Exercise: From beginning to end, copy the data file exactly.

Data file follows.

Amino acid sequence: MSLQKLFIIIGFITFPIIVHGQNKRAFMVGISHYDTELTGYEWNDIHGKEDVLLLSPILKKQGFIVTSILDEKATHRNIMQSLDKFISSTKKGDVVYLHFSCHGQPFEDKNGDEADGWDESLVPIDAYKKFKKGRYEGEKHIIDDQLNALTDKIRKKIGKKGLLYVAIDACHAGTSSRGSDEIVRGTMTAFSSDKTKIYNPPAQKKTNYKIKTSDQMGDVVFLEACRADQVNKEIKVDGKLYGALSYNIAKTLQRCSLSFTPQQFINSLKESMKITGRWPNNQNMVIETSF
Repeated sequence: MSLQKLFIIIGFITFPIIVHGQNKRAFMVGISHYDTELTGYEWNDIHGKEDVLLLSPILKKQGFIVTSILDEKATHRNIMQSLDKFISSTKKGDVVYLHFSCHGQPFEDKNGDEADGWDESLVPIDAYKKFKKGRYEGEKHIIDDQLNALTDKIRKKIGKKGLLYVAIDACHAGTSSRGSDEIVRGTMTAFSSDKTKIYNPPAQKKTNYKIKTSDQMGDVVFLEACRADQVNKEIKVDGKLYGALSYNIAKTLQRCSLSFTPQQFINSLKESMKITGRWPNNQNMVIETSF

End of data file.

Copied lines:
Amino acid sequence: MSLQKLFIIIGFITFPIIVHGQNKRAFMVGISHYDTELTGYEWNDIHGKEDVLLLSPILKKQGFIVTSILDEKATHRNIMQSLDKFISSTKKGDVVYLHFSCHGQPFEDKNGDEADGWDESLVPIDAYKKFKKGRYEGEKHIIDDQLNALTDKIRKKIGKKGLLYVAIDACHAGTSSRGSDEIVRGTMTAFSSDKTKIYNPPAQKKTNYKIKTSDQMGDVVFLEACRADQVNKEIKVDGKLYGALSYNIAKTLQRCSLSFTPQQFINSLKESMKITGRWPNNQNMVIETSF
Repeated sequence: MSLQKLFIIIGFITFPIIVHGQNKRAFMVGISHYDTELTGYEWNDIHGKEDVLLLSPILKKQGFIVTSILDEKATHRNIMQSLDKFISSTKKGDVVYLHFSCHGQPFEDKNGDEADGWDESLVPIDAYKKFKKGRYEGEKHIIDDQLNALTDKIRKKIGKKGLLYVAIDACHAGTSSRGSDEIVRGTMTAFSSDKTKIYNPPAQKKTNYKIKTSDQMGDVVFLEACRADQVNKEIKVDGKLYGALSYNIAKTLQRCSLSFTPQQFINSLKESMKITGRWPNNQNMVIETSF